Facebook has been pitching for a new round of funding these last few months to bridge itself to an IPO sometime in the future. We’ve known that since October, when (former) CFO Gideon Yu was in Dubai. In December CEO Mark Zuckerberg said the company was open to raising new money but only at the previous $15 billion valuation set by Microsoft.
But we’ve heard more recently that the company has been pitching hard for new cash at a much reduced valuation, hoping for at least $4 billion. And some investors are biting, but perhaps not at that price. A source with knowledge of the possible transaction tells us that General Atlantic may have submitted a term sheet at “around a $2 billion” valuation.
Will Facebook take the expensive new money from General Atlantic? They may be forced to. They’re burning as much as $20 million a month in cash and are dealing with ridiculous growth. They likely have less than two years runway left, and possibly significantly less if they continue to add new users by the tens of millions that are currently flocking there every month.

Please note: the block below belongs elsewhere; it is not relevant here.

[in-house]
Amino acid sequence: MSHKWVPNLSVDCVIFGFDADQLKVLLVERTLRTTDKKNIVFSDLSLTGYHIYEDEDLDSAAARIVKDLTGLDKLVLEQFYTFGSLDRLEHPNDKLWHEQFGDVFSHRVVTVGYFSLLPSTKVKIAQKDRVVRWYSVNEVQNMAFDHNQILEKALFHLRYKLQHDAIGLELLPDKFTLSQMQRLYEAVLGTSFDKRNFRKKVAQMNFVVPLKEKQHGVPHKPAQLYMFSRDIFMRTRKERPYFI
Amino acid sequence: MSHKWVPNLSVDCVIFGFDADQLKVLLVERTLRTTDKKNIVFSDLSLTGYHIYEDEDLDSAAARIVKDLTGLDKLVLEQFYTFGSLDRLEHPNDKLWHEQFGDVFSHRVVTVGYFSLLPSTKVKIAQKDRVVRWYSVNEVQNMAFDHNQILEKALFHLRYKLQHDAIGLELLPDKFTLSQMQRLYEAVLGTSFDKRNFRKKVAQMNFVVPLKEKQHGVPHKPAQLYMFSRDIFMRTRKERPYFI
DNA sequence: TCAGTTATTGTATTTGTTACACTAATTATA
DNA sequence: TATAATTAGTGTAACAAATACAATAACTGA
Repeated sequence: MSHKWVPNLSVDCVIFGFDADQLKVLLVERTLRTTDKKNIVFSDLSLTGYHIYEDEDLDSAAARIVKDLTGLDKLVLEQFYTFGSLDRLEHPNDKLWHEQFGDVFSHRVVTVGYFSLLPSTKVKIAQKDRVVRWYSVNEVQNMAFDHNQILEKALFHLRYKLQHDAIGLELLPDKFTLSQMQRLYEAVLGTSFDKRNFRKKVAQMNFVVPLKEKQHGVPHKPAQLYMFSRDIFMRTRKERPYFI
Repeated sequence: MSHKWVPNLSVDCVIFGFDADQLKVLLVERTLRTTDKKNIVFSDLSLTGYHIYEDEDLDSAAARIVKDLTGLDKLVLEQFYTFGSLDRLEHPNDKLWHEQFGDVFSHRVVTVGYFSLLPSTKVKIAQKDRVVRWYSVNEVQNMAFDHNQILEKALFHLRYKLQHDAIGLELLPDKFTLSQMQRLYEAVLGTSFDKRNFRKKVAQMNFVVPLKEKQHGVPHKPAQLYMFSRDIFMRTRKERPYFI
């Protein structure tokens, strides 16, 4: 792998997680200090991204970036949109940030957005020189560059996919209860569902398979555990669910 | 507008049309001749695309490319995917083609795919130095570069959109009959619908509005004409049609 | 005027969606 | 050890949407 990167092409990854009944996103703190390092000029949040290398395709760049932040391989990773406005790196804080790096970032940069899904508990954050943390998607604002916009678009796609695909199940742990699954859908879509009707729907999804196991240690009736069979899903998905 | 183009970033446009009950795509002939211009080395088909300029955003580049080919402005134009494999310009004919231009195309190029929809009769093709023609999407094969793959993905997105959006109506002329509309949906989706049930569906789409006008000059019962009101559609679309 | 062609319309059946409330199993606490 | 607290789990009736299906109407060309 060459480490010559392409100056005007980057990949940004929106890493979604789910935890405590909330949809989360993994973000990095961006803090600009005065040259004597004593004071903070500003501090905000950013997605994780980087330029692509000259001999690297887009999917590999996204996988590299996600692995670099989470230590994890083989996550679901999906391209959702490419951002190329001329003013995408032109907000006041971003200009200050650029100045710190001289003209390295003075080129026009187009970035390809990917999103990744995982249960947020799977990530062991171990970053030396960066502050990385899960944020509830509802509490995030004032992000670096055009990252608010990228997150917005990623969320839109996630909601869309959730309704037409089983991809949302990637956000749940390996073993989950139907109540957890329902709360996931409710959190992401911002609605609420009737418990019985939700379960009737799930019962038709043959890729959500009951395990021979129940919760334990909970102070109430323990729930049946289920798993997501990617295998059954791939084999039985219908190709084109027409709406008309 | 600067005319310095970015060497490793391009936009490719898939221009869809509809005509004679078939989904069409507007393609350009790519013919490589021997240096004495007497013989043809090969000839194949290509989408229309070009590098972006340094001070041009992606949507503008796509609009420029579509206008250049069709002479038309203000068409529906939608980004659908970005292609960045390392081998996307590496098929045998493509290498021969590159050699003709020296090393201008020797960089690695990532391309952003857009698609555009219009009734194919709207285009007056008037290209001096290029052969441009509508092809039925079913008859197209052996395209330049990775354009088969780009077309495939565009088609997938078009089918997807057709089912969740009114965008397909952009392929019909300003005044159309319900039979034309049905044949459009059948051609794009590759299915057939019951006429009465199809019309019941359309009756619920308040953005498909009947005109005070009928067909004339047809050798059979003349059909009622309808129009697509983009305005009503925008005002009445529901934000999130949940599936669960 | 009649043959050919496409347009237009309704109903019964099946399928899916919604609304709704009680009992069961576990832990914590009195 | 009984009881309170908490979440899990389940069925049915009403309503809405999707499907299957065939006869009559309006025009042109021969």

The cost of taking money at such a low valuation is higher than it appears. In addition to the direct dilution to stockholders from the new money, old investors at the $15 billion valuation may need to be made whole. Venture rounds traditionally include anti-dilution provisions that give investors more stock if the company raises new money at a lower valuation. Those anti-dilution provisions are heavily negotiated and can end up anywhere from full protection (which is very rare) to no protection at all (which is also very rare). It’s likely that there will be some form of additional dilution, possibly a lot of it, from the $375 million Facebook has raised at that valuation.
Update: In our original post we had said that both General Atlantic and Providence Equity Partners had submitted term sheets to Facebook. A new source indicates that the Providence information is incorrect, at least at this time, so we’ve removed them for now.